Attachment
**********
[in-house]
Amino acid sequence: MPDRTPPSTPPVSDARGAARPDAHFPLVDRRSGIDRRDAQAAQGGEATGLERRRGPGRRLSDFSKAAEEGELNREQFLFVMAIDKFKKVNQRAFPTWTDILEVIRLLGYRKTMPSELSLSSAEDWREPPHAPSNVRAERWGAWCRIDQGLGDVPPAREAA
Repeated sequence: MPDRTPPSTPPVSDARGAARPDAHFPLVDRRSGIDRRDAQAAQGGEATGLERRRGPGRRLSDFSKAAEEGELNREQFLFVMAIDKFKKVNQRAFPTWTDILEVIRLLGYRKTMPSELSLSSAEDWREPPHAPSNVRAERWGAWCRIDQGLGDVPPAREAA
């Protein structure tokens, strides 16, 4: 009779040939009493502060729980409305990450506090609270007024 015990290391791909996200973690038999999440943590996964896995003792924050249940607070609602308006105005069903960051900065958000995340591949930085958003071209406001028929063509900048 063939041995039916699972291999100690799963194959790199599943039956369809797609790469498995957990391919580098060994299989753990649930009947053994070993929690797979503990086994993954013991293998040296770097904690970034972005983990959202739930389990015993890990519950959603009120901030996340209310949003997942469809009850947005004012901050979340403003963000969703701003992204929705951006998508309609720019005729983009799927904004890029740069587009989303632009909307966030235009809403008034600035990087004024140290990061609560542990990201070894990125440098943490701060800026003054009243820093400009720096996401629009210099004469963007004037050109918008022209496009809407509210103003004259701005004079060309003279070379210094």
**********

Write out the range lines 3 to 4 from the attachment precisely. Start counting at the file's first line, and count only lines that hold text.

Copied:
Repeated sequence: MPDRTPPSTPPVSDARGAARPDAHFPLVDRRSGIDRRDAQAAQGGEATGLERRRGPGRRLSDFSKAAEEGELNREQFLFVMAIDKFKKVNQRAFPTWTDILEVIRLLGYRKTMPSELSLSSAEDWREPPHAPSNVRAERWGAWCRIDQGLGDVPPAREAA
């Protein structure tokens, strides 16, 4: 009779040939009493502060729980409305990450506090609270007024 015990290391791909996200973690038999999440943590996964896995003792924050249940607070609602308006105005069903960051900065958000995340591949930085958003071209406001028929063509900048 063939041995039916699972291999100690799963194959790199599943039956369809797609790469498995957990391919580098060994299989753990649930009947053994070993929690797979503990086994993954013991293998040296770097904690970034972005983990959202739930389990015993890990519950959603009120901030996340209310949003997942469809009850947005004012901050979340403003963000969703701003992204929705951006998508309609720019005729983009799927904004890029740069587009989303632009909307966030235009809403008034600035990087004024140290990061609560542990990201070894990125440098943490701060800026003054009243820093400009720096996401629009210099004469963007004037050109918008022209496009809407509210103003004259701005004079060309003279070379210094």